A study that compared the amount of anterior tibial displacement in the ACL-deficient knee during (1) resisted knee extension, an OKC-exercise and (2) the parallel squat, a CKC-exercise, concluded that the ACL-deficient knee had significantly greater anterior tibial displacement during extension from 64° to 10° in the knee extension exercise as compared to the parallel squat exercise[8] (Level 2B).
There is also a study who concluded that CKC-exercises are safe and effective and offer some important advantages over open kinetic chain exercises[6] (Level 1B).
 

Adjuncts

NMES - Neurotech's Kneehab XP Quadriceps Therapy System has been shown to significantly improve rehab following ACL reconstruction[22].

Presentations

https://connect.regis.edu/p41113266/Non-op ACL rehab presentation title slide.png
Non-Operative Management for ACL Deficiency

This presentation, created by Bill Garcia, as part of the Evidence in Motion OMPT Fellowship, discusses the current best evidence for non-surgical rehabilitation of ACL tears.

Non-Operative Management for ACL Deficiency/ View the presentation


Recent Related Research (from Pubmed)

References

  1. Kyung-Min KiM, Ted Croy, Jay HerTel, SuSan Saliba. Effects of Neuromuscular Electrical Stimulation After Anterior Cruciate Ligament Reconstruction on Quadriceps Strength, Function, and Patient-Oriented Outcomes: A Systematic Review. JOSPT, 2010;40(7):383-391.
  2. 2.0 2.1 I Eitzen, H Moksnes, L Snyder-Mackler, MA Risberg. Progressive 5-Week Exercise Therapy Program Leads to Significant Improvement in Knee Function Early After Anterior Cruciate Ligament Injury. JOSPT, 2010;40(11):705-722
  3. 3.0 3.1 3.2 Dr. P. J. Millett et al. ACL Reconstruction Rehabilitation Protocol. Sports Medicine and Orthopaedic Surgery 2010.
  4. 4.0 4.1 4.2 4.3 S. van Grinsven, R. E. H. van Cingel, C. J. M. Holla, C. J. M. van Loon. Evidence-based rehabilitation following anterior cruciate ligament reconstruction. Knee Surg Sports Traumatol Arthrosc 2010; 18:1128–1144
  5. 5.0 5.1 Savio L-Y. Woo, Richard E. Debski, PhD, John D. Withrow, Marsie A. Janaushek. Biomechanics of Knee Ligaments. The American Journal of Sports medicine 1999;27:533
  6. 6.0 6.1 Rick W. Wright et al. ACL Reconstruction Rehabilitation: A Systematic Review Part I. J Knee Surg. 2008;21(3): 217–224.
  7. 7.0 7.1 Graham VL. et al. Electromyographic evaluation of closed and open kinetic chain knee rehabilitation exercises. J Athl Train 1993;28(1):23-30.
  8. 8.0 8.1 Prof. dr. P. Vaes. Tekstboek: Onderzoek en behandeling deel IIA 2016
  9. Prof. dr. P. Vaes. Tekstboek: Onderzoek en behandeling deel IIA 2017.
  10. EB. Bynum et al. Open Versus Closed Chain Kinetic Exercises After Anterior Cruciate Ligament Reconstruction: A Prospective Randomized Study. Am J Sports Med. 1995; 23:401-406.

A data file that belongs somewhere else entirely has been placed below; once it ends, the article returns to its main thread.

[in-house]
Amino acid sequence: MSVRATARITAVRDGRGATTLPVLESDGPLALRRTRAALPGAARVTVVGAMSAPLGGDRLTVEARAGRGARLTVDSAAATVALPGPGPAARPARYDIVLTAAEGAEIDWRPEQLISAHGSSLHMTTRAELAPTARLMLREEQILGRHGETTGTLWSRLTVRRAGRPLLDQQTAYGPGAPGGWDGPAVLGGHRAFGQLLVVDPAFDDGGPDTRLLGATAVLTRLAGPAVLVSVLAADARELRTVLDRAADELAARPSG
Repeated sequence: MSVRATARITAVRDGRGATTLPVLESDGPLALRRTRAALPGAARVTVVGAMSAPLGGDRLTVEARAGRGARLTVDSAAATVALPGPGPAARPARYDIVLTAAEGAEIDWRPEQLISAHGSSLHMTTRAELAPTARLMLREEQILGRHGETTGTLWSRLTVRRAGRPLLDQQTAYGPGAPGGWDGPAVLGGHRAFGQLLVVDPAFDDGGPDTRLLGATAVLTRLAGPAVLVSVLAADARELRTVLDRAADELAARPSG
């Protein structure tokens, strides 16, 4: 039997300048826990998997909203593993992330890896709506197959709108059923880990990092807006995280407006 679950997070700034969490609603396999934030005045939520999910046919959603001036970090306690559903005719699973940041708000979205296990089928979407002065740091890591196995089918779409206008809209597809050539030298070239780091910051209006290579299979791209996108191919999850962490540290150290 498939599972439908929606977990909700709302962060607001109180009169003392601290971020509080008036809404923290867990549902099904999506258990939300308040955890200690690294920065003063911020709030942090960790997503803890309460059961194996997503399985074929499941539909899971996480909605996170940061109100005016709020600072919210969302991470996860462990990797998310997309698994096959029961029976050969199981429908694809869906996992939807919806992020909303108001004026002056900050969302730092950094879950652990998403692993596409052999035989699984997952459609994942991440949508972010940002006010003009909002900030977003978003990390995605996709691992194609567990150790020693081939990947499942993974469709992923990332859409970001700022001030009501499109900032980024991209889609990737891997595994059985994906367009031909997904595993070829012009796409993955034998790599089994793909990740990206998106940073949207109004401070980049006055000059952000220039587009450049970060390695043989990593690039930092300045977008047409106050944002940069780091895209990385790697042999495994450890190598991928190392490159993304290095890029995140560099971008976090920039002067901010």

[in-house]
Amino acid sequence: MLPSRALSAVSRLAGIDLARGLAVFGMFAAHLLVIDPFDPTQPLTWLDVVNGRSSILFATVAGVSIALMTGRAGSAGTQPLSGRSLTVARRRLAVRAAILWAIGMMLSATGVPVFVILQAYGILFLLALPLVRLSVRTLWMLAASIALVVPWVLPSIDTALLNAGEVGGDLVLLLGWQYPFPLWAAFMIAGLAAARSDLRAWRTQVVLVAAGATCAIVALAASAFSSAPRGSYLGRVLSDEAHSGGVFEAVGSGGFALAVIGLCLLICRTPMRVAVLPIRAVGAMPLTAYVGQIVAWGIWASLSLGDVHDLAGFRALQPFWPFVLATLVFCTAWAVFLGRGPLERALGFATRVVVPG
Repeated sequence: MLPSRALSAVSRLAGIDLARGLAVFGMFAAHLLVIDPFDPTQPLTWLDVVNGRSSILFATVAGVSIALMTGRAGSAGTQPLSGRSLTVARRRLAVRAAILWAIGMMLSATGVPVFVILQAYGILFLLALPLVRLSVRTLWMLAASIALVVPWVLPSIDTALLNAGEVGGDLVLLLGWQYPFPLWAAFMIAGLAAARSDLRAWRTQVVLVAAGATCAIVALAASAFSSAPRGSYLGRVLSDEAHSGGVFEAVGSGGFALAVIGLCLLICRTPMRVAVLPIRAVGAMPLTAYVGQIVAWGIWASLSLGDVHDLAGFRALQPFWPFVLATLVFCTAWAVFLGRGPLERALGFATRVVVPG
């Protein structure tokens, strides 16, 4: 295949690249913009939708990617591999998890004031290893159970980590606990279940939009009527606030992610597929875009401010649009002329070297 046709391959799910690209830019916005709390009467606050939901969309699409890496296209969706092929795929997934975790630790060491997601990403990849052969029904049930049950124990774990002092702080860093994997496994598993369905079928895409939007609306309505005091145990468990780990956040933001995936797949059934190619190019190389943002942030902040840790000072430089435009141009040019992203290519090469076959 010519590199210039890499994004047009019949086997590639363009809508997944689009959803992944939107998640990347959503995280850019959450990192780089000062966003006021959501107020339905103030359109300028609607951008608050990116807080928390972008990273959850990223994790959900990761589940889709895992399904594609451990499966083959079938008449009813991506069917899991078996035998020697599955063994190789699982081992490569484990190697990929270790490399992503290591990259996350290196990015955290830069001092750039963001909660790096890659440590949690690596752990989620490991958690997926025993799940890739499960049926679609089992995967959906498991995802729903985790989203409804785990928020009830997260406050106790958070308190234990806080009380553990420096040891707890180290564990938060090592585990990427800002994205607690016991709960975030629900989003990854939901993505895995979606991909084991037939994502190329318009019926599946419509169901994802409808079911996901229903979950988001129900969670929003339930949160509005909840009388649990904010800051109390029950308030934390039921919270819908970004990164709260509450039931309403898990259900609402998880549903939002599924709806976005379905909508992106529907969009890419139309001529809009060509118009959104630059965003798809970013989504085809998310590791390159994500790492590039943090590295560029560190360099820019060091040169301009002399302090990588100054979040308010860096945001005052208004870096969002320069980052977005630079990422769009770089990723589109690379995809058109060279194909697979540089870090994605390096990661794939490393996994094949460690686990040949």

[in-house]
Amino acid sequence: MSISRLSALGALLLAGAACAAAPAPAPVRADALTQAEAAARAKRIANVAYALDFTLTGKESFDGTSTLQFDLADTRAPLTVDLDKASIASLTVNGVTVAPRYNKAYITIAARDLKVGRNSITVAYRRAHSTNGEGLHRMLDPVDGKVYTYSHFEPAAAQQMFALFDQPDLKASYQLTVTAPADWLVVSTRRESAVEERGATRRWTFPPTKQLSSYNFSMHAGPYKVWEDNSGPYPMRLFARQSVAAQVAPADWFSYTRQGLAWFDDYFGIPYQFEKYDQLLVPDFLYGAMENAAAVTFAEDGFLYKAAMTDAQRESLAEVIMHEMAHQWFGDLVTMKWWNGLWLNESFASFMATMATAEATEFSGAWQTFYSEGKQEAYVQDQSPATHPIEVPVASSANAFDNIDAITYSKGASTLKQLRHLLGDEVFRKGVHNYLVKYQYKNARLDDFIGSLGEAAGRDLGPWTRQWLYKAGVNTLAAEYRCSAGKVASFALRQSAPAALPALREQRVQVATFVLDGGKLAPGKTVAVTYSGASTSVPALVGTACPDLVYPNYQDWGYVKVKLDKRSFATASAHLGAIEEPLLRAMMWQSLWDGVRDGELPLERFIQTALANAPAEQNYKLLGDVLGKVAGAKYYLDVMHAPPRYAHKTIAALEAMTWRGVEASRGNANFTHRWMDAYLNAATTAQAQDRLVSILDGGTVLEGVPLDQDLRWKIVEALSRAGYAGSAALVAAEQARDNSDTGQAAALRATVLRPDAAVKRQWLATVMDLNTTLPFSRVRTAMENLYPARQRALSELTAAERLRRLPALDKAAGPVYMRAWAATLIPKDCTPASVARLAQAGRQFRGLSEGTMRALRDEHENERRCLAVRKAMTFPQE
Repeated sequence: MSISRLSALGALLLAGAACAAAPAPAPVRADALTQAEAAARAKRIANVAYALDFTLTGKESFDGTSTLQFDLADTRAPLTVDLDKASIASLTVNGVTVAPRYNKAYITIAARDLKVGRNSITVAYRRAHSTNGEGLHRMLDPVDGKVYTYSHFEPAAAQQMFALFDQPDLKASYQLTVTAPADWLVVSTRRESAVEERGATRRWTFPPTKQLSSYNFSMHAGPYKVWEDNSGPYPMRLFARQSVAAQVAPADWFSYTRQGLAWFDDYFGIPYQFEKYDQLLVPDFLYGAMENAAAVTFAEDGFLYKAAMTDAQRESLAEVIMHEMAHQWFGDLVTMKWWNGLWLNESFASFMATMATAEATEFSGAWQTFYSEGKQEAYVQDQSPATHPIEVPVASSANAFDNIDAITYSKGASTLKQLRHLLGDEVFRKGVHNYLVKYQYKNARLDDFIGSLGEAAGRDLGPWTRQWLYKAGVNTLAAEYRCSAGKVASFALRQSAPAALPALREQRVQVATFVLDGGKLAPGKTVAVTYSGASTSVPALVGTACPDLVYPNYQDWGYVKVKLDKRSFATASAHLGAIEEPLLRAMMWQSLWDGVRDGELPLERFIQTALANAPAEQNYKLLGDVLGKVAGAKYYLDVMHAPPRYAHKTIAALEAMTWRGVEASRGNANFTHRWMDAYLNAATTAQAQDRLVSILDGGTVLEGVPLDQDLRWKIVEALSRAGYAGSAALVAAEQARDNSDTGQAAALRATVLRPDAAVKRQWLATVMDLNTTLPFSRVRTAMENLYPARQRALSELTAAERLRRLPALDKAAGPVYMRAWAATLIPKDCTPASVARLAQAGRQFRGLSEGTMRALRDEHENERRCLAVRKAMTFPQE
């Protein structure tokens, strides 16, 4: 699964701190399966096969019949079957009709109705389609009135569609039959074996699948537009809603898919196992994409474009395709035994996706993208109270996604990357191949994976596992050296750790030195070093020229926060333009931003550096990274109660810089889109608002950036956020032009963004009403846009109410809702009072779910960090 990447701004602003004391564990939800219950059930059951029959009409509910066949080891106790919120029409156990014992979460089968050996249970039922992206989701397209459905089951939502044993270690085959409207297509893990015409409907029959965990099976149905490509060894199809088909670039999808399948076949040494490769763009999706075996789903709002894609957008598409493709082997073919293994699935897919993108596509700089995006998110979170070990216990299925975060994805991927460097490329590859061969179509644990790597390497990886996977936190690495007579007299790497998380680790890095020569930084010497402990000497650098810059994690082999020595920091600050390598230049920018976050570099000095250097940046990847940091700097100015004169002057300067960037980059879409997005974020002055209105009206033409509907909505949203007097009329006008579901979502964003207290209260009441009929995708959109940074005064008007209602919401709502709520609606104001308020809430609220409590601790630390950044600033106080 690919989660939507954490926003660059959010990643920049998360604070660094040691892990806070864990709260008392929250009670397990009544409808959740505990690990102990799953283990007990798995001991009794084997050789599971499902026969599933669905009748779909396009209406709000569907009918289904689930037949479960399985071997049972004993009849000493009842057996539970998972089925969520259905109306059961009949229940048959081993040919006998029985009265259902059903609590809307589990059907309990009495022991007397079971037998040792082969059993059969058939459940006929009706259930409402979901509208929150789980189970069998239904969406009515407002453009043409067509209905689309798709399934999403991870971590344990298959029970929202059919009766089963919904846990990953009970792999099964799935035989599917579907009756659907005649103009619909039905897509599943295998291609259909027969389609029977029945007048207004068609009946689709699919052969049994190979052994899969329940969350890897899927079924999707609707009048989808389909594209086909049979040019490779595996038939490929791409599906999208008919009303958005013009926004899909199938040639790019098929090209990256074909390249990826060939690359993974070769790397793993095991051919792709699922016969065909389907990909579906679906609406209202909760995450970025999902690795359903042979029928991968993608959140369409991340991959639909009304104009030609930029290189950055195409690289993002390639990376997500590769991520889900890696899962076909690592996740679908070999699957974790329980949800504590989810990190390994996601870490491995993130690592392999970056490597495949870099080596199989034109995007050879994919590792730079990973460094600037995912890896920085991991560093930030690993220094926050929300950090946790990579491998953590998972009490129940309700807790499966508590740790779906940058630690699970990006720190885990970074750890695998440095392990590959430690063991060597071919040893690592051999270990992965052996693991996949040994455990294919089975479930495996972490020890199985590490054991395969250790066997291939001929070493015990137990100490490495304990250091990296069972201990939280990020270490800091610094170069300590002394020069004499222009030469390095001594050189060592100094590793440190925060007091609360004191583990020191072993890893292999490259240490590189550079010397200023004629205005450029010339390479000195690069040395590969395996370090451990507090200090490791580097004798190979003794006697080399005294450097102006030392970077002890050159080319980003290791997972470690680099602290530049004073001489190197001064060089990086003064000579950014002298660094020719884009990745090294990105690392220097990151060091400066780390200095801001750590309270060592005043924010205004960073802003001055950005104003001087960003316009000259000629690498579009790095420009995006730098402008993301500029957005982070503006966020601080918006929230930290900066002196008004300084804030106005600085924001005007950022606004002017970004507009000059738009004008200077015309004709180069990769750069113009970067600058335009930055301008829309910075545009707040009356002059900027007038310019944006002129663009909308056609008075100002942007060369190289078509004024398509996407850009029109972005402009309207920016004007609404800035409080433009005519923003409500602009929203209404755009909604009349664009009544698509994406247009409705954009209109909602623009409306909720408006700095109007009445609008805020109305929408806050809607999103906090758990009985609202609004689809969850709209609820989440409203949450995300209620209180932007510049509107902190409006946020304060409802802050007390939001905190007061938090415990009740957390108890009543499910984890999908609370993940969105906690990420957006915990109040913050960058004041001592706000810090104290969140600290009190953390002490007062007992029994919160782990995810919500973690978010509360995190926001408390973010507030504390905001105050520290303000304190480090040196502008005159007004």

11. Mike Henkelman. ACL Rehab Forum: Therapy - Week 1. Available from: http://www.youtube.com/watch?v=n5AG4eaTS-A [last accessed 04/10/14]
  12. Mike Henkelman. ACL Rehab Forum: Therapy - Week 3. Available from: http://www.youtube.com/watch?v=6fGhPKUI0Us [last accessed 04/10/14]
  13. Mike Henkelman. ACL Rehab Forum: Therapy - Week 5. Available from: http://www.youtube.com/watch?v=NbFzjZAri-w [last accessed 04/10/14]
  14. Mike Henkelman. ACL Rehab Forum: Therapy - Week 10. Available from: http://www.youtube.com/watch?v=uibgRUgKNeQ [last accessed 04/10/14]
  15. Mike Henkelman. ACL Rehab Forum: Therapy - Weeks 12-13. Available from: http://www.youtube.com/watch?v=V1hg7sBH67U [last accessed 04/10/14]
  16. Mike Henkelman. ACL Rehab Forum: Therapy - Week 15. Available from: http://www.youtube.com/watch?v=NR8pINSvlag [last accessed 04/10/14]
  17. Kvist J. Rehabilitation Following Anterior Cruciate Ligament Injury Current Recommendations for Sports Participation. Sports Medicine 2004: 269-267.
  18. Atlantic Physical Therapy Center. ACL level 4 Test. Available from: http://www.youtube.com/watch?v=dEdr3Of8tUk[last accessed 04/10/14]
  19. 19.0 19.1 Gregory D. Myer, Laura C. Schmitt, Jensen L. Brent, Kevin R. Ford, Kim D. Barber Foss, Bradley J. Scherer, Robert S. Heidt Jr., Jon G. Divine, Timothy E. Hewett.Utilization of Modified NFL Combine Testing to Identify Functional Deficits in Athletes Following ACL Reconstruction. J Orthop Sports Phys Ther 2011;41(6):377-387.
  20. Kokmeyer, D., Wahoff M., Myhern M. Suggestions From the Field for Return-to-Sport Rehabilitation Following Anterior Cruciate Ligament Reconstruction: Alpine Skiing. JOSPT, April 2012, 42(4):313-325.
  21. Culvenor AG, Collins NJ, Vicenzino B, Cook JL, Whitehead TS, Morris HG, et al. Predictors and effects of patellofemoral pain following hamstring-tendon ACL reconstruction. J Sci Med Sport. 2015.
  22. Sven Feil, John Newell, Conor Minogue and Hans H. Paessler. The Effectiveness of Supplementing a Standard Rehabilitation Program With Superimposed Neuromuscular Electrical Stimulation After Anterior Cruciate Ligament Reconstruction: A Prospective, Randomized, Single-Blind Study. Am J Sports Med February 22, 2011 Summary